Over the years, I have addressed the strange and sinister issues that surround the "Alien Big Cat" (or, rather, ABC) phenomenon in the United Kingdom. It's a phenomenon that I believe has its roots in the world of the paranormal. I don't think, at all, that people are releasing into the wilds of the U.K. I'm specifically talking about the large black cats. For example, in my files I have reports of large black cats that have been seen in Crop Circles. Other such ABCs have the ability to vanish - as into a state of invisibility. Some of the U.K. black cats can stand on their back limbs, walking almost like us, something that I'm sure terrifies people who see them in that stance. There is, however, another angle to all of this. While many people will have heard of the Alien Big Cats, very few will be conversant with a powerful body of people called the Taigheirm. Like so many other secret societies, the Taigheirm is populated by people who crave absolute power, massive wealth, and elite standing in society. It is, however, the way that the members of the Taigheirm achieves their goals that places them in their own, near-unique category. And, the Taigheirm of old has a connection to the Alien Big Cats of this era.
This centuries-old cult, which exists and operates in stealth in the highlands of Scotland, and has done so since at least the 17th century, uses ancient sacrificial rituals to get just about anything and everything it desires. It is rumored that numerous Scottish politicians, police-officers, bankers, actors, doctors, judges, and landowners are just some of the Taigheirm’s many and varied members. Merrily Harpur is a British researcher who has carefully and deeply studied the history of the Taigheirm. Merrily says - in her book Mystery Big Cats - that key to the success of the members is “an infernal magical sacrifice of cats in rites dedicated to the subterranean gods of pagan times, from whom particular gifts and benefits were solicited. They were called in the Highlands and the Western Isles of Scotland, the black-cat spirits.”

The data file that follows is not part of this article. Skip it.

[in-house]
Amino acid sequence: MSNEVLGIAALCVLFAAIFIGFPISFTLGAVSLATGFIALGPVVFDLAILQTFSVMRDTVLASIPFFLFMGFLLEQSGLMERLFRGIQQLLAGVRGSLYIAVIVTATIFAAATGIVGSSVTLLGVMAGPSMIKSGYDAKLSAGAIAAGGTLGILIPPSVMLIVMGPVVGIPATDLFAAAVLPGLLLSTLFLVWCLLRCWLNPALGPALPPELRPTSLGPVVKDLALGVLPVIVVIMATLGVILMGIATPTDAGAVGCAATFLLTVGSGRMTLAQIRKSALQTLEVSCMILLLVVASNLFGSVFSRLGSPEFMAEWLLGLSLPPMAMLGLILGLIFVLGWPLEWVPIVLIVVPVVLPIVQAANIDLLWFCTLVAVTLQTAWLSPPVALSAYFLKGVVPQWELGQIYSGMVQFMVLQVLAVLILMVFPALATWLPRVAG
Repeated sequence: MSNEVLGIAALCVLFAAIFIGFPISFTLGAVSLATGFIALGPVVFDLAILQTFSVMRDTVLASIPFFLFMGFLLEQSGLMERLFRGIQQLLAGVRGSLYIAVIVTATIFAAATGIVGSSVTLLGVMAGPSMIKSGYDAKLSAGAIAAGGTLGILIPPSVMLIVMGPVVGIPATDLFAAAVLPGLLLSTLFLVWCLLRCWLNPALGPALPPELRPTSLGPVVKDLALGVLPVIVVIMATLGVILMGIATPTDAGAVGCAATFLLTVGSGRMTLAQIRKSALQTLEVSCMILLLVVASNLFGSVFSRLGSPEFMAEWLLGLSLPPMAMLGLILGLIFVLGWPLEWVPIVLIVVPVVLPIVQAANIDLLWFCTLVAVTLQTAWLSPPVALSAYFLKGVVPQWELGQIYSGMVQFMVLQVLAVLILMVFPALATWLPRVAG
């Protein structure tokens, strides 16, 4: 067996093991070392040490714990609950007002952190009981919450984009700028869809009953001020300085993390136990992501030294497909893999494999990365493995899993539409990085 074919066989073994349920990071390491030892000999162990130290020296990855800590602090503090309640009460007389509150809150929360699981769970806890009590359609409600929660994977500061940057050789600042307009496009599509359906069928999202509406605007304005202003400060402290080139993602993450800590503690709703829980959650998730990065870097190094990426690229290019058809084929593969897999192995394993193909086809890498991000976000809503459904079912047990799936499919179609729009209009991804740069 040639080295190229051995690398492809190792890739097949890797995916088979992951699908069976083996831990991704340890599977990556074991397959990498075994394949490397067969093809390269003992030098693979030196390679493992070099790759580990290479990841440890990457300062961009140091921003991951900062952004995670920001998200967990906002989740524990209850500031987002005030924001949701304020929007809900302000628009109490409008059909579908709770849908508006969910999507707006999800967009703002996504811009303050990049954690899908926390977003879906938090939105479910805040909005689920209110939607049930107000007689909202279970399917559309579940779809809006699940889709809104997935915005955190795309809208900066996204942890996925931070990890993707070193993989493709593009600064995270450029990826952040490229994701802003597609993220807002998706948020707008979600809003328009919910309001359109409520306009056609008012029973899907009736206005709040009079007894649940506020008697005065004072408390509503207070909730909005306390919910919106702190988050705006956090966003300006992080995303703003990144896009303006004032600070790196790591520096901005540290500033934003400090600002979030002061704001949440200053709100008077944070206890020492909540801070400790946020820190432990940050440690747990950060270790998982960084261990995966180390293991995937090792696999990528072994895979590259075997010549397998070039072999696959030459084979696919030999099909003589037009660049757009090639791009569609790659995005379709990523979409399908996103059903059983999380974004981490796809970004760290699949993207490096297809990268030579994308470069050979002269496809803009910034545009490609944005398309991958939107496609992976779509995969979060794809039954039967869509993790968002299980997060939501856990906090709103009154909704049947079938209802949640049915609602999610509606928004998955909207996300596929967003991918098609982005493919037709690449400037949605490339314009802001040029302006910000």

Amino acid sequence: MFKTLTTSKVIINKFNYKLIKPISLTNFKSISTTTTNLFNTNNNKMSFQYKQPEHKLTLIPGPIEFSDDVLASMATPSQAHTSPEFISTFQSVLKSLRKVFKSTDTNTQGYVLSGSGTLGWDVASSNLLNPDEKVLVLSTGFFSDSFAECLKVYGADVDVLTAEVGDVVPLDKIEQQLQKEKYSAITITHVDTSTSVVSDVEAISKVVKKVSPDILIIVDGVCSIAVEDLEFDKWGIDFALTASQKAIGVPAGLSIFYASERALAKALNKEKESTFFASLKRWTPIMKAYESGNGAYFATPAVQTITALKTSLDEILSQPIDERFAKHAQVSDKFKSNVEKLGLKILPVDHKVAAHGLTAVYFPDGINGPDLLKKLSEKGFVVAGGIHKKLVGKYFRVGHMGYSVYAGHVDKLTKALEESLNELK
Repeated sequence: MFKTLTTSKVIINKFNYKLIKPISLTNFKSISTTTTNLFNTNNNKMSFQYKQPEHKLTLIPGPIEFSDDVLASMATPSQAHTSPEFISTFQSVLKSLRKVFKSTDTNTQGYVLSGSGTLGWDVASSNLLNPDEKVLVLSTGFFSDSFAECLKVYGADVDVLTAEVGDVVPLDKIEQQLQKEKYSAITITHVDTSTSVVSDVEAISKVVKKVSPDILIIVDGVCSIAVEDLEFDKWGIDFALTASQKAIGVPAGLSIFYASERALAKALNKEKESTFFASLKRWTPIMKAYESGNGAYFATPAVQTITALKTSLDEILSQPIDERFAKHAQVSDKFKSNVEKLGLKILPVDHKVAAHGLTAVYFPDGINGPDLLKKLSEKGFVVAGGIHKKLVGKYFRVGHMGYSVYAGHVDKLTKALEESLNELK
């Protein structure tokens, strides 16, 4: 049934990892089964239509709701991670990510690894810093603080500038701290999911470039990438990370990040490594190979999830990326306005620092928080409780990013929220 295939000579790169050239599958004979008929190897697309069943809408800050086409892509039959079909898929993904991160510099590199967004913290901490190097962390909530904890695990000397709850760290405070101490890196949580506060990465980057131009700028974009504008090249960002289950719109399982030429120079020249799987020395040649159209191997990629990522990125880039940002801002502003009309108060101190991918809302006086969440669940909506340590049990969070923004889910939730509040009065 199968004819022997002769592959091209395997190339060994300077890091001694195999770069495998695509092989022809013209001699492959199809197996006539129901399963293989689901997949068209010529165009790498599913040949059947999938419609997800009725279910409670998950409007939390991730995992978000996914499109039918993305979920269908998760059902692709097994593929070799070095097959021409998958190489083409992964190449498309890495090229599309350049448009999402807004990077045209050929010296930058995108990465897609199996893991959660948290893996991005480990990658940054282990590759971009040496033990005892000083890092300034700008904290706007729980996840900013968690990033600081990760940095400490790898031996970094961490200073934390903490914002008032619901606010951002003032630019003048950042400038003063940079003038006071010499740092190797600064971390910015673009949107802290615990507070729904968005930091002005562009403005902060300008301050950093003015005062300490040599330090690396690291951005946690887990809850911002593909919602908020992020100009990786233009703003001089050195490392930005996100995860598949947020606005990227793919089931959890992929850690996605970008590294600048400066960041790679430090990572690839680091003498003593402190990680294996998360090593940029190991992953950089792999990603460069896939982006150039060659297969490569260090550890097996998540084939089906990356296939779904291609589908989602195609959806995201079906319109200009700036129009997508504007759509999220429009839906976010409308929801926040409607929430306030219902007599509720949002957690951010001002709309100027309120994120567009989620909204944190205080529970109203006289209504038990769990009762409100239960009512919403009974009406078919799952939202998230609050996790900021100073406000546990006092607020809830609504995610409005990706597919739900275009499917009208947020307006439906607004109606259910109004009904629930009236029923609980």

The process of sacrifice was, and still is, gruesome in the extreme. Isolated and lonely places high in the mountains of Scotland are chosen, chiefly to ensure privacy. Secrecy is paramount. Members arrive, in black cloaks and pointed hats, at the chosen spot in the dead of night, determined at all times to protect their identities and presence from outsiders. Then comes the main event. Huge spits are built, upon which cats are slowly roasted - and while they are still alive – for up to four days and nights, during which the operator of the spit is denied sleep or nourishment, aside from an occasional sip of water. Supposedly, when the ritual is at its height, from the paranormal ether terrifying, huge black cats, with glowing red eyes, appear before the conjurer, demanding to know what it is that he or she wishes to have bestowed on them: money, influence, or something else. In return, and in a fashion befitting the likes of Faust, on his or her death the conjurer agrees to turn over their soul to those ancient, mighty gods worshipped by the Taigheirm.
Without doubt, the one person, more than any other, who was conversant with the terrible rituals of the Taigheirm was J.Y.W. Lloyd, who penned an acclaimed 1881 book, The History of the Prince, the Lord’s Marcher, and the Ancient Nobility of Powys Fadog and the Ancient Lords of Arwystli, Cedewen, and Meirionydd. Lloyd became fascinated by the Taigheirm after reading Horst’s Deuteroscopy, which was the first published work to expose the actions of this heartless group. Lloyd recorded that: “The midnight hour, between Friday and Saturday, was the authentic time for these horrible practices and invocations.” Horst, himself, presented a terrible image: “After the cats were dedicated to all the devils, and put into a magico-sympathetic condition, by the shameful things done to them, and the agony occasioned to them, one of them was at once put alive upon the spit, and amid terrific howlings, roasted before a slow fire. The moment that the howls of one tortured cat ceased in death, another was put upon the spit, for a minute of interval must not take place if they would control hell; and this continued for the four entire days and nights. If the exorcist could hold it out still longer, and even till his physical powers were absolutely exhausted, he must do so.”